Short Bytes: Using the open data sets made public by StackOverflow about the questions posted on it and the tags used in the questions, a StackOverflow Employee used the data to detect and visualize which programming languages are being used most over weekends. Surprisingly, programming language Haskell is most popular on weekends, accounting for 0.365% of weekend questions.

StackOverflow has an open dataset on Kaggle which contains the data about all the StackOverflow programming questions asked on StackOverflow. The dataset, a couple of CSV files, each a couple of megs large, is called “StackLite” for the reason that the question and answer texts are not included. They have their GitHub repo, by the name StackLite as well. A more comprehensive dataset with questions and their answers’ text is available at Stack Exchange Data Dump. The StackOverflow StackLite dataset has the following properties about the questions asked on StackOverflow:

  • Question ID
  • Creation date
  • Closed date, if applicable
  • Score
  • Owner user ID
  • Number of answers
  • Tags

This StackLite Dataset was extracted from the Stack Overflow database at 2016-10-13 and contains questions up to 2016-10-12. This includes 12583347 non-deleted questions and 3654954 deleted ones.

Recently, StackOver’s Julia Silge published a blog post about exploring the StackLite dataset to figure out which programming languages are used more at the weekends. The R script that she wrote to create visualizations is available on their StackLite Kaggle Page here.

For this analysis, she used non-delete questions and tags used on more than 10, 000 questions. They defined weekends on UTC dates, which might not be weekends for all users. This included 2,132,073 questions on weekends. The main aim of this exploration was to see which tags made up a larger share of weekend questions than they did of weekday questions and vice versa.


The programming language Haskell is 0.365% of weekend questions in this dataset, but only 0.21% of weekday questions. That shows that it is unusually popular on weekends. Sharepoint makes up 0.0683% of weekend questions, and 0.188% of weekday questions, showing more usage on weekdays.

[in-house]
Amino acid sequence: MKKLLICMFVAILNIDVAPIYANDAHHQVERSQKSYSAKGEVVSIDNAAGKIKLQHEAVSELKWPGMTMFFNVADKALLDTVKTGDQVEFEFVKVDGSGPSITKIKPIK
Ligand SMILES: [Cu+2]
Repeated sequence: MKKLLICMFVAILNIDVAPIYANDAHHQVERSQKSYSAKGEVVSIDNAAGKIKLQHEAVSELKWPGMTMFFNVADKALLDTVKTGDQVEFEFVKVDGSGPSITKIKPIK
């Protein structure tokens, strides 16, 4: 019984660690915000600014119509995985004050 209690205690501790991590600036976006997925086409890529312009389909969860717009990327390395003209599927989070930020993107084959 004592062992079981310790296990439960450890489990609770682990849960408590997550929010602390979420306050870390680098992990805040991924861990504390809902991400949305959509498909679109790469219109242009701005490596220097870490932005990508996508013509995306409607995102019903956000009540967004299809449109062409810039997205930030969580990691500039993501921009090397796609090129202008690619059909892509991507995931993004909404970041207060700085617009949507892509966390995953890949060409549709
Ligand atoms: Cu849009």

Haskell, is mostly used as an academic language, by language enthusiasts, mathematicians and the others. Here, this xkcd joke does the job of explaining that it’s not used that much in corporate world.


Some of the more observations:

  • Low-level technologies are popular on weekends, such as C, C++, pointers, and assembly, as well as tags related to math, such as recursion, algorithm, and ‘math’.
  • Heroku and Meteor are rapid development platforms, which make full stack development easy, which aligns with people using them on weekends, perhaps to hack prototypes!
  • Many weekday technologies are connected to Microsoft, including tags related to Excel, SQL Server, VBA, and T-SQL and enterprise technologies such as Oracle.

Tags that are towards the right, i.e., Javascript, Python, HTML, PHP, have more questions asked about them. The tags on the left have few questions asked about them overall.

Tags appearing closer to the dashed line have an equal share of questions about them on weekends and weekdays. Tags further away from the dashed line have the largest difference in the number of questions asked about them on weekdays and weekends.


The most of the popular tags that are weekday-shifted are connected to Microsoft (C#, ASP.NET, SQL Server, Excel, VBA) and many of the weekend-shifted tags include technologies like C and C++, as well as newer languages such as Swift and Node.js.

For tags with more than 20,000 questions, this graph provides info on which ones are being posted about less on weekends now compared to the past.

And this graph provides information about tags with increased activity on their questions over weekends.

With Unity on the rise, it looks like developers are designing more games and apps on the weekends than previously.

What technologies do you use on weekdays? How did you like this article? Let us know and share your feedback.